“I've been building a campaign from the beginning that's not a campaign that's narrow or not a campaign that says us and nobody else," Warren said at a rally in Cedar Rapids Saturday. "It's a campaign that says, 'come on in because we are in this fight together. This fight is our fight.'”

Her comments come after a surrogate for Bernie Sanders pointedly joined in with a group of the Vermont Senator's supporters to boo Hillary Clinton Friday night.

But Warren's push is more than just a reactionary move, there's some data behind it as well. 

Make or break: Why Iowa matters in the Democratic race for president

879d ago / 3:37 PM UTC

By now, the ritual is familiar. Democratic presidential candidates traverse Iowa while their campaigns assemble and unleash grassroots armies to pursue voters one by one. Reporters from all over the country, even the globe, track all of it and wait on every new poll for a sign that someone is surging or stumbling. National television networks prepare for caucus night, when they’ll devote hours of live coverage to the results — results that will bolster some and devastate others.

The outsize clout of the Iowa caucuses, on Feb. 3 this year, has everything to do with a quirk of history that put the state at the head of the Democratic line in the 1972 nominating process. Since then, the caucuses evolved into the national political/media phenomenon we know today. This year is the 11th competitive race for the Democratic presidential nomination since ’72, and Iowa once again stands to play an enormous role in winnowing the field and clarifying who is — and isn’t — a legitimate contender.

The 2020 edition of the caucuses, though, features more uncertainty than usual. 

Read the story.

Texas immigration legal services group erects cages around Des Moines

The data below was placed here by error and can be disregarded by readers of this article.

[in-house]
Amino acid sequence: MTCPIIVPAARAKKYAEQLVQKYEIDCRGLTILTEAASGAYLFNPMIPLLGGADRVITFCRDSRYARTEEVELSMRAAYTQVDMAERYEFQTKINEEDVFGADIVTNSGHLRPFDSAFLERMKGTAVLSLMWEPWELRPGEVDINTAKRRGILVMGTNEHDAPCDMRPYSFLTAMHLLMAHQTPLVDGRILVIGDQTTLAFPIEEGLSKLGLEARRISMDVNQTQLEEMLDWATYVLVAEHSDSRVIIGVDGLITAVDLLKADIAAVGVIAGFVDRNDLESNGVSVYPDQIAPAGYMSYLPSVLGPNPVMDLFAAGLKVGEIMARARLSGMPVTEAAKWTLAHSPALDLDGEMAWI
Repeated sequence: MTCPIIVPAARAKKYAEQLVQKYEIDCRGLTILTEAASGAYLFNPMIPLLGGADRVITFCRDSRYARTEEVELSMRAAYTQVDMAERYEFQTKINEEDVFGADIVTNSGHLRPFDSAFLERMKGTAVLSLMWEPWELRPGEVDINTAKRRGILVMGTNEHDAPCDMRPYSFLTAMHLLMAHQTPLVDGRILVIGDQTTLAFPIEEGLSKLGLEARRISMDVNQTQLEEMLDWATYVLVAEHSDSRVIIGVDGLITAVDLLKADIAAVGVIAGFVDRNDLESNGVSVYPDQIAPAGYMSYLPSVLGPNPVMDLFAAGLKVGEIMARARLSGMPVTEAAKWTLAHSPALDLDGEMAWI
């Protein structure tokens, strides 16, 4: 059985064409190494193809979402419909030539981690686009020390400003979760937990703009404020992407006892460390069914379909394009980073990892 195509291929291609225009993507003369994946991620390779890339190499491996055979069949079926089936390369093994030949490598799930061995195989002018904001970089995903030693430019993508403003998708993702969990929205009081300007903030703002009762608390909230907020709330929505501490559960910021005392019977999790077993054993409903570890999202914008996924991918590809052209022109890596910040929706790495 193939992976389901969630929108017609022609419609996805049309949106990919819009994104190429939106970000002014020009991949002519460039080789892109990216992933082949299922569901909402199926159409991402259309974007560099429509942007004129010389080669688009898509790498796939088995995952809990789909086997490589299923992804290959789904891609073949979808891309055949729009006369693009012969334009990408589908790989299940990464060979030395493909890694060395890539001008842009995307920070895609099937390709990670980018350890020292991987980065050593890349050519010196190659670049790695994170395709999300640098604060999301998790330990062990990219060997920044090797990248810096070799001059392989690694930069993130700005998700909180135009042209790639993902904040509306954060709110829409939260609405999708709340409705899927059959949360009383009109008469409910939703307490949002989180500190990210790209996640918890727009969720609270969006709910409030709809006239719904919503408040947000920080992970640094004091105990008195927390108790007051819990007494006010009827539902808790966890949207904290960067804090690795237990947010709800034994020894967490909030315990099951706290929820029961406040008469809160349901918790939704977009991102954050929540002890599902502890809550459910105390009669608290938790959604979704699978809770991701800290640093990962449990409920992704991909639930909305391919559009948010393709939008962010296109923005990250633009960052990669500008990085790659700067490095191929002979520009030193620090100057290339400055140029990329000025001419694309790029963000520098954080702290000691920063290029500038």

879d ago / 3:31 PM UTC

879d ago / 3:26 PM UTC

John Kerry overheard discussing possible 2020 bid amid concern of 'Sanders taking down the Democratic Party'


879d ago / 3:25 PM UTC

DES MOINES, Iowa — Former Secretary of State John Kerry — one of Joe Biden's highest-profile endorsers — was overheard Sunday on the phone at a Des Moines hotel explaining what he would have to do to enter the presidential race amid "the possibility of Bernie Sanders taking down the Democratic Party — down whole."

Sitting in the lobby restaurant of the Renaissance Savery hotel, Kerry was overheard by an NBC News analyst saying "maybe I'm f---ing deluding myself here" and explaining that to run, he'd have to step down from the board of Bank of America and give up his ability to make paid speeches. Kerry said donors like venture capitalist Doug Hickey would have to "raise a couple of million," adding that such donors "now have the reality of Bernie."

Asked about the call later Sunday, Kerry said he was "absolutely not" contemplating joining the Democratic primary race. He reiterated the sentiment in a tweet later, saying "any report otherwise is f---ing (or categorically) false." Minutes later, he deleted the tweet and reposted it without the expletive.

Read the story.

Iowa Caucus Day: A 2020 Iowa debate timeline and how we got here


879d ago / 3:21 PM UTC

The 2020 Democratic presidential race has been off and running for more than a year, although it's been largely overshadowed by the Russia investigation and President Donald Trump's impeachment.

From the presidential announcements and fundraising reports to the debates, conflicts and departures, here's a look at the key events that have helped define and shape the contest heading into the Feb. 3 Iowa caucuses.

Looking back: A 2020 campaign timeline.

879d ago / 3:15 PM UTC

How do the Iowa caucuses work?


879d ago / 3:13 PM UTC

The Iowa caucuses, the first nominating contest of the 2020 election cycle, begin this week. Here's what you need to know:

When are the Iowa caucuses?

Monday, Feb. 3, starting at 8 p.m. ET (7 p.m. local).

Who participates?

Eligible voters who will be at least 18 by Election Day can participate in the caucuses. To participate in a Democratic or Republican caucus, you must be registered with the appropriate party; same-day registration is available at precinct caucus locations.

Where does it all happen?

There are a total of 1,679 precincts that will meet to caucus. The Democratic Party in Iowa will also hold a number of "satellite" caucuses (60 in state, 24 out of state and three international — in Tbilisi, Georgia; Glasgow, Scotland; and Paris, France) for those who are unable to travel to a caucus location.

Read everything you need to know.